The study included 2 groups: one group of low-intensity exercise performers (EXG) and another one performing no exercises called the control group (CG) with each group consisting of 20 participants. Low-intensity exercise is that which gets you to about 40-50% of your maximum heart rate (MHR) such as jogging and walking. Those individuals above the age of 30, suffering from chronic diseases or taking long-term medications were excluded from the study. Blood samples of all the participants were collected and antioxidant capacity of the samples was estimated using the Benzie and strain method.
A comparison between the two groups was made regarding body mass index (BMI), alanine transferase (ALT), alkaline phosphate (ALP), aspartate (AST) and FRAP. Significant difference in BMI values was found in both groups with BMI of CG less than the BMI of EXG. ALT of CG was less than that of EXG; ALP of CG was high than the ALP of EXG; AST of CG was less than the AST of EXG. The study concluded that low-intensity exercise had no effect on liver enzymes but improved blood life quality by reducing various health problems related to oxidative damage of cells and muscles fatigue.
Physical Activity Improves Antioxidant Capacity in Individuals with Type 2 Diabetes Mellitus
We have numerous evidences pointing to the fact that free radicals and oxidative stress contribute towards Type 2 diabetes mellitus (T2DM) and its related complications. Some of the causes of oxidative stress during diabetes include overproduction of ROS by mitochondria and nonenzymatic glycation. Physical activity or exercise helps to improve insulin resistance by improving insulin action and vascular function while decreasing ROS generation. Animal studies were conducted to bring about the effect of exercise on T2DM. Regular and moderate-intensity aerobic exercise that consisted of 12 weeks of swimming was conducted for both diabetic and lean rats which were between 8 and 20 weeks of age. The animals performed the exercise in a cylindrical tank that contained water in a controlled temperature. The animals were placed in the tank everyday at the same time. While the duration was for 15 min/d initially it was increased to 60 min/d by the end of the first week and the schedule was followed thrice every week. The sedentary rats were placed in similar containers where the swimming session was held for all the 60 min to ensure that rats in both groups underwent the same amount of stress. The research team observed an amelioration of insulin resistance and diabetic dysmetabolism. A decrease in systolic and mean blood pressure and heart rate, decrease in oxidative stress and increase in NO production was observed.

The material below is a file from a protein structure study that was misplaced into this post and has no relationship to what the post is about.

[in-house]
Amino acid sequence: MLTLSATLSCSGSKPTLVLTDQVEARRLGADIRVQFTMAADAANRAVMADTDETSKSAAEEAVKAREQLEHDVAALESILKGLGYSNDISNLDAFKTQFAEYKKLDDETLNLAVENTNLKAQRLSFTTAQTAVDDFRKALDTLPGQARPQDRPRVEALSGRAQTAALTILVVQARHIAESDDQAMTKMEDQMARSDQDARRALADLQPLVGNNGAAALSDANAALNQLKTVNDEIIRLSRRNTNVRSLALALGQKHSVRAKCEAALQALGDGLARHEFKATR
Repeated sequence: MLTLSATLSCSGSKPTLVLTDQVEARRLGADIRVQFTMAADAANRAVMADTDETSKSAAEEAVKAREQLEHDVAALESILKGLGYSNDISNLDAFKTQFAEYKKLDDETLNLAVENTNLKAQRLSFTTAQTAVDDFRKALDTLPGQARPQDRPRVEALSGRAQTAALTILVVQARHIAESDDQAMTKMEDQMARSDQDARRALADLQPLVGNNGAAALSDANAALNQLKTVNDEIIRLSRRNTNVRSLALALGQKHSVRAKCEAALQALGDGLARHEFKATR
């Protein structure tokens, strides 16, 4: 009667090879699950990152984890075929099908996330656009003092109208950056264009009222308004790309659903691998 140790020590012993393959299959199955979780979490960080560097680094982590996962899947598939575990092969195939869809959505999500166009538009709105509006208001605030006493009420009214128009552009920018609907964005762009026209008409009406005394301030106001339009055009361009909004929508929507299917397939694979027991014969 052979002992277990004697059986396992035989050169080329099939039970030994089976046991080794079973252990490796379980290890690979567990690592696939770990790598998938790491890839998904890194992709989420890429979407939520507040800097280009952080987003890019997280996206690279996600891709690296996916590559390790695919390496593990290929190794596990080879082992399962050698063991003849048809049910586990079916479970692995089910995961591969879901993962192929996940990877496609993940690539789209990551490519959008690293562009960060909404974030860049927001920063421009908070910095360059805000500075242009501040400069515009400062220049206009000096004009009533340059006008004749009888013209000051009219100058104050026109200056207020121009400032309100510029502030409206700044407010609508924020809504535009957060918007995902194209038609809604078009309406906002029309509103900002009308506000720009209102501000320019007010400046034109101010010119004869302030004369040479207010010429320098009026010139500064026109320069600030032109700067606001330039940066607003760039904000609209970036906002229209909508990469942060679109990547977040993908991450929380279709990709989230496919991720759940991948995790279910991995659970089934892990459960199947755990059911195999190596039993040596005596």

Antioxidants came to the defense of animals with T2DM in yet another study by Nishida et al. which reported increased Cu/Zn-SOD protein production as a result of low-intensity exercise in contrast with increased Mn-SOD after moderate-intensity exercise. Studies from other researchers on a six-month moderate-intensity aerobic exercise training showed decrease in lipid peroxidation, increase in GSH and catalase activity in T2DM and obese individuals. Oliveira et al. compared the effects of 12 weeks of training on 3 different exercises (aerobic, strength and combined training) on T2DM male and female human participants showing that aerobic training program provided important upregulation in antioxidant enzymes and increased NO bioavailability which helps to minimize oxidative stress and chronic complications of diabetes.
Hence, regular and moderate exercise can have antioxidant and anti-inflammatory effect in individuals with type 2 diabetes.
Both aerobic and anaerobic exercise can produce free radicals but oxidative stress always doesn’t occur because ROS production is dependent on the exercise intensity. While high ROS production due to acute exercise performance is harmful to the immune system chronic exercise produces physiological adaptations that can empower a person’s antioxidant system.
Regular Physical Exercise as a Strategy to Improve Antioxidant & Anti-inflammatory Status: Benefits in Type 2 Diabetes Mellitus: https://www.hindawi.com/journals/omcl/2012/741545/
Oxidants, Antioxidants & the Beneficial Roles of Exercise-induced Production o Reactive Species: https://www.hindawi.com/journals/omcl/2012/756132/
Is Exercise the Best Antioxidant Supplement? https://www.unm.edu/~lkravitz/Article%20folder/Antioxidants.pdf
Impact of Low-intensity Exercise on Liver Enzymes and Antioxidants Systems of the Body: https://www.unm.edu/~lkravitz/Article%20folder/Antioxidants.pdf